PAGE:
The Hendricks, Hamilton, Carter, and Wheeler families were longtime residents of the state of Maryland, particularly the Baltimore area. The Hendricks and Hamilton Families papers date from 1845 to 1961, with the bulk of the material from 1861 to 1920. The collection consists of financial documents, calling cards, ledgers, correspondence, ephemera, documents pertaining to family events, a Methodist hymnal, photographs, daguerreotypes, and other various memorabilia items. These items cover subjects such as family events (visits, marriages, deaths); the financial life of the family; day-to-day events during the late nineteenth and early twentieth centuries; friendships; and religious life of the mid-nineteenth century.
This collection is open for research.
Photocopies of original materials may be provided for a fee and at the discretion of the curator. Please see our Duplication of Materials policy for more information. Queries regarding publication rights and copyright status of materials within this collection should be directed to the appropriate curator.
The Hendricks and Hamilton Families papers date from 1845 to 1961, with the bulk of the material from 1861 to 1920. The collection consists of financial documents, calling cards, ledgers, correspondence, ephemera, documents pertaining to family events, a Methodist hymnal, photographs, daguerreotypes, and various memorabilia items. The collection documents subjects such as family events (visits, marriages, deaths); the financial life of the family; day-to-day events during the late nineteenth and early twentieth century; friendships; and religious life of the mid-nineteenth century.
The majority of the collection concerns the Hendricks and Hamilton families. There is some material related to the Carter family and very little associated with the Wheelers.
The Hendricks, Hamilton, Carter, and Wheeler families, all forbears of donor Virginia Wheeler Harrold (1910-?), are longtime residents of the state of Maryland. Virginia Harrold grew up in Baltimore with her mother and lived for a time in Silver Spring. The Hamilton and Wheeler families are paternal relations, the Carter and Hendricks families her maternal relations.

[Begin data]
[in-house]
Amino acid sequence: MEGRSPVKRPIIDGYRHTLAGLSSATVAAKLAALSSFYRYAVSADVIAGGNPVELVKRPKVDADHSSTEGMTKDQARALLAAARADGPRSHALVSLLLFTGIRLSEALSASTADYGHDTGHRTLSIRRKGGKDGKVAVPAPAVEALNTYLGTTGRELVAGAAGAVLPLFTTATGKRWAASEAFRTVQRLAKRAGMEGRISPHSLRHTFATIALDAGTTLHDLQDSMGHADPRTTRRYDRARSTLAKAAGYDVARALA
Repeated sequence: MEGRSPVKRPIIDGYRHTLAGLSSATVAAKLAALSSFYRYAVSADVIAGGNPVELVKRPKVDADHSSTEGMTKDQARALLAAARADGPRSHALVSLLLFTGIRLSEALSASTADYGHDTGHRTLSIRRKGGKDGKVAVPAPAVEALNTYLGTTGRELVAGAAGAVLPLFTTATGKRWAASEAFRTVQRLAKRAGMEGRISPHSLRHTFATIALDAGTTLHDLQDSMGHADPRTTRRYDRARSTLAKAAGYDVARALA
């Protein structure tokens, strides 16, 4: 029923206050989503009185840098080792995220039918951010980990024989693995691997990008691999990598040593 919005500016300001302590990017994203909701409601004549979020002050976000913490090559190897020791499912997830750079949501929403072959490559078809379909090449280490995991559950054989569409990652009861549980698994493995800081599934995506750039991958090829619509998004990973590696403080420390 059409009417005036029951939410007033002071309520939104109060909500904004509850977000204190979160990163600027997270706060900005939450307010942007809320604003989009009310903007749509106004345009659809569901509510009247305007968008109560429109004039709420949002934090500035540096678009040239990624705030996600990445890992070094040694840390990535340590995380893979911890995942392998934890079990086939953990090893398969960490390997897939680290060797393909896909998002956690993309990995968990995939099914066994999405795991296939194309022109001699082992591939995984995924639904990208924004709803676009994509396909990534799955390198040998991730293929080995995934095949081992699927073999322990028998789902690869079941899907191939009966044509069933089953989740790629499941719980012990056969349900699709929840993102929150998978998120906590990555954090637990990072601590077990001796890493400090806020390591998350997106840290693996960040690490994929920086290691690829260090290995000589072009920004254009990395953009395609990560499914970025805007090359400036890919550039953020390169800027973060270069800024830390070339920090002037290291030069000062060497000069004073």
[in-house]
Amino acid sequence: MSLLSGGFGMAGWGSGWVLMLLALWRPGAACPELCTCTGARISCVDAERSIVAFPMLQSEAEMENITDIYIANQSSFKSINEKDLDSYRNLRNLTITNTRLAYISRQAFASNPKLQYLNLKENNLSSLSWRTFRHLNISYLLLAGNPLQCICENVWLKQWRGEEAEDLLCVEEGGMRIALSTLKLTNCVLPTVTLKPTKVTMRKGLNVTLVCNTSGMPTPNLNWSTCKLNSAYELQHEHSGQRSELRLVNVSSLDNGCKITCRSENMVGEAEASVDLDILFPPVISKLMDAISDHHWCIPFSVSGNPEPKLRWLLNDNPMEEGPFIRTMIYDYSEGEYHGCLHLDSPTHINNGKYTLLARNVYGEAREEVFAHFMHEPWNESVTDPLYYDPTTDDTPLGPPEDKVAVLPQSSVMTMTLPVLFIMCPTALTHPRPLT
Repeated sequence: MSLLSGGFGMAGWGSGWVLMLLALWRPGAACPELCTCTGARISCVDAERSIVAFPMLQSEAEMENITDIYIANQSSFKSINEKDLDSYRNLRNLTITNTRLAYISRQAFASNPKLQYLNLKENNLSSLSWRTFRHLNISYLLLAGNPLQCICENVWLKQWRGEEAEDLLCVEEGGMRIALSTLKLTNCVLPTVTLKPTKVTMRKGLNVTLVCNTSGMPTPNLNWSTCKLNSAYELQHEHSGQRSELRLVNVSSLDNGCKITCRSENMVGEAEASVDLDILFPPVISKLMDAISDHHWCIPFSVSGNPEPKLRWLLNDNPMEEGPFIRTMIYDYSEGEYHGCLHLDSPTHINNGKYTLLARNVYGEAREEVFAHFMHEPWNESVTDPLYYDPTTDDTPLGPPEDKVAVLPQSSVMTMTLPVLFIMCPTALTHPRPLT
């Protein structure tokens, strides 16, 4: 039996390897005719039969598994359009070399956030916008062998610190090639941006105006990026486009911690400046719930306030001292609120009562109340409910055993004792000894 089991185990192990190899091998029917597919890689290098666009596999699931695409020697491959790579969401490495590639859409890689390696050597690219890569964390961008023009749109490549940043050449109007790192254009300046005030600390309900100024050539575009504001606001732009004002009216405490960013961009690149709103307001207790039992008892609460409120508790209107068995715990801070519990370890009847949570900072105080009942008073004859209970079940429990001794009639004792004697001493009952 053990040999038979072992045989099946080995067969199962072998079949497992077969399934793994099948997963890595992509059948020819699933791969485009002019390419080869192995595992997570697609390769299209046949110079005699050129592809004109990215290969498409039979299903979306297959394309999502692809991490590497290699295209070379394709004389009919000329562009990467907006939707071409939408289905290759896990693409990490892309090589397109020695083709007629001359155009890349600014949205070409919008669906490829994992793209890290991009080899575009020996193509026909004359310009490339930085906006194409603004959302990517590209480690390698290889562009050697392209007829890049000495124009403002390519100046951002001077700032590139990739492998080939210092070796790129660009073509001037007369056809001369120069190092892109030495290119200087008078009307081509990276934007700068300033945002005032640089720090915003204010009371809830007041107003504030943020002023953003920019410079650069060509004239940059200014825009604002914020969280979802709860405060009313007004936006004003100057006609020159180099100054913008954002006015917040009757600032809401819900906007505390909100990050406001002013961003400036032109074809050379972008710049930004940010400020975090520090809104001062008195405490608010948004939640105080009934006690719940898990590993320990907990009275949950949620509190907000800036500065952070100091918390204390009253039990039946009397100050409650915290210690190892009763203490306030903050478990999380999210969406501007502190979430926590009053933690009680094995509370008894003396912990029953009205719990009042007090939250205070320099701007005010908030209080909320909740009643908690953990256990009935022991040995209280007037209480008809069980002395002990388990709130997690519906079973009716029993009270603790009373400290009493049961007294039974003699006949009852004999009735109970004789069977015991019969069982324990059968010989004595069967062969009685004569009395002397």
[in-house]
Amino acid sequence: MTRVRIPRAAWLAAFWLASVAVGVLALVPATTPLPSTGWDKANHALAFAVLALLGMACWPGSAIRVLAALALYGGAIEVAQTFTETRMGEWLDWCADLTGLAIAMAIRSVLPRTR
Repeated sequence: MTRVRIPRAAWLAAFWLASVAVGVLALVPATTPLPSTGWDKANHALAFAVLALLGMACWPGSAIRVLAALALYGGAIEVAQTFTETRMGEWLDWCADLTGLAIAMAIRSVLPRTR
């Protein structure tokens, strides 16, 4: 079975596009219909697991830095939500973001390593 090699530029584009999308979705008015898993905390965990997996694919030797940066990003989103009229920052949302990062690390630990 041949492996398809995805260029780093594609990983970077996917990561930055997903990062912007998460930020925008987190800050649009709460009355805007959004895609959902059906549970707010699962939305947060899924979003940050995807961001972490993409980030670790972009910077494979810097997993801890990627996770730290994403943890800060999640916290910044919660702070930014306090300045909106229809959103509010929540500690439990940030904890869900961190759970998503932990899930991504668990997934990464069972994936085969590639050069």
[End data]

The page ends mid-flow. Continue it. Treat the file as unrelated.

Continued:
Virginia Harrold's parents were Anna (Annie) Maria Carter Wheeler (1888-1962) and James Robert Wheeler. Anna Maria Carter Wheeler had an older brother, Thomas Carter (1880-?), and two older sisters, Sallie Viola Carter Wilhelm (1882-1955) and Mollie Gertrude Carter. Mollie Carter died less than a year after her birth in1886.
Anna Maria Carter Wheeler's mother was Mary Rebecca Hendricks Carter (1847-1939). She married Thomas Carter in 1878 in Baltimore. The family resided in Baltimore City for the next several decades; Mary Carter continued to reside in there after her husband died, first alone and then with the family of her eldest daughter Sallie Carter Wilhelm. Mary Rebecca Carter had several siblings documented through items and photographs in the collection: two sisters, Emma Frances Hendricks (b. 1842) and Hester Ann Hendricks, and three brothers, John Wesley Hendricks, William (Will) Hendricks, and Jacob Franklin (Frank) Hendricks. Mary Carter and Emma Hendricks were both professional seamstresses. In September 1912, Emma, Hester, and Frank were murdered on their family farm in Maryland Line, Maryland, presumably by a hired hand who took his own life. The identity of the murderer was never definitively established however, as there were no witnesses to the murders or the suicide. Mary Rebecca Carter's nephew Herbert C. Hendricks (b. 1872), a banker in nearby New Freedom, Pennsylvania, wrote her about this tragic event.